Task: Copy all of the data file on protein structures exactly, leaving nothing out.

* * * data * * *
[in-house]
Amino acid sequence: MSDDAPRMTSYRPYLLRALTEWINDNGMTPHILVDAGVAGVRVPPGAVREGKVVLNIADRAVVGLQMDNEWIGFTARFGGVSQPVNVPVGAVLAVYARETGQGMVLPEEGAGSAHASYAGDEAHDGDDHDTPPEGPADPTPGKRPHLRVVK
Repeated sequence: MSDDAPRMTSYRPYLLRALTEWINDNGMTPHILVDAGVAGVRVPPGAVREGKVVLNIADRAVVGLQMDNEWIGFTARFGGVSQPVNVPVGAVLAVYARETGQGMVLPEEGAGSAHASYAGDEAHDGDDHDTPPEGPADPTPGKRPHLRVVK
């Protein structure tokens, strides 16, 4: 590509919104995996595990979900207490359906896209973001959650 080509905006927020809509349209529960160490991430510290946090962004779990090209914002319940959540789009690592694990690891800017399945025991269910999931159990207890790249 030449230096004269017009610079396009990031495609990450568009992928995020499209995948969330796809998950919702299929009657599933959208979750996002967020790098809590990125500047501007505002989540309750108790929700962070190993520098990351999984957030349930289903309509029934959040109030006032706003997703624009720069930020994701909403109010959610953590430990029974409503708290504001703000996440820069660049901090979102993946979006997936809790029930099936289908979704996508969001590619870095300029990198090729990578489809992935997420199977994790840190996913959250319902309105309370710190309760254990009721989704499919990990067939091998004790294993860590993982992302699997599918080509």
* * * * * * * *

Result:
[in-house]
Amino acid sequence: MSDDAPRMTSYRPYLLRALTEWINDNGMTPHILVDAGVAGVRVPPGAVREGKVVLNIADRAVVGLQMDNEWIGFTARFGGVSQPVNVPVGAVLAVYARETGQGMVLPEEGAGSAHASYAGDEAHDGDDHDTPPEGPADPTPGKRPHLRVVK
Repeated sequence: MSDDAPRMTSYRPYLLRALTEWINDNGMTPHILVDAGVAGVRVPPGAVREGKVVLNIADRAVVGLQMDNEWIGFTARFGGVSQPVNVPVGAVLAVYARETGQGMVLPEEGAGSAHASYAGDEAHDGDDHDTPPEGPADPTPGKRPHLRVVK
């Protein structure tokens, strides 16, 4: 590509919104995996595990979900207490359906896209973001959650 080509905006927020809509349209529960160490991430510290946090962004779990090209914002319940959540789009690592694990690891800017399945025991269910999931159990207890790249 030449230096004269017009610079396009990031495609990450568009992928995020499209995948969330796809998950919702299929009657599933959208979750996002967020790098809590990125500047501007505002989540309750108790929700962070190993520098990351999984957030349930289903309509029934959040109030006032706003997703624009720069930020994701909403109010959610953590430990029974409503708290504001703000996440820069660049901090979102993946979006997936809790029930099936289908979704996508969001590619870095300029990198090729990578489809992935997420199977994790840190996913959250319902309105309370710190309760254990009721989704499919990990067939091998004790294993860590993982992302699997599918080509």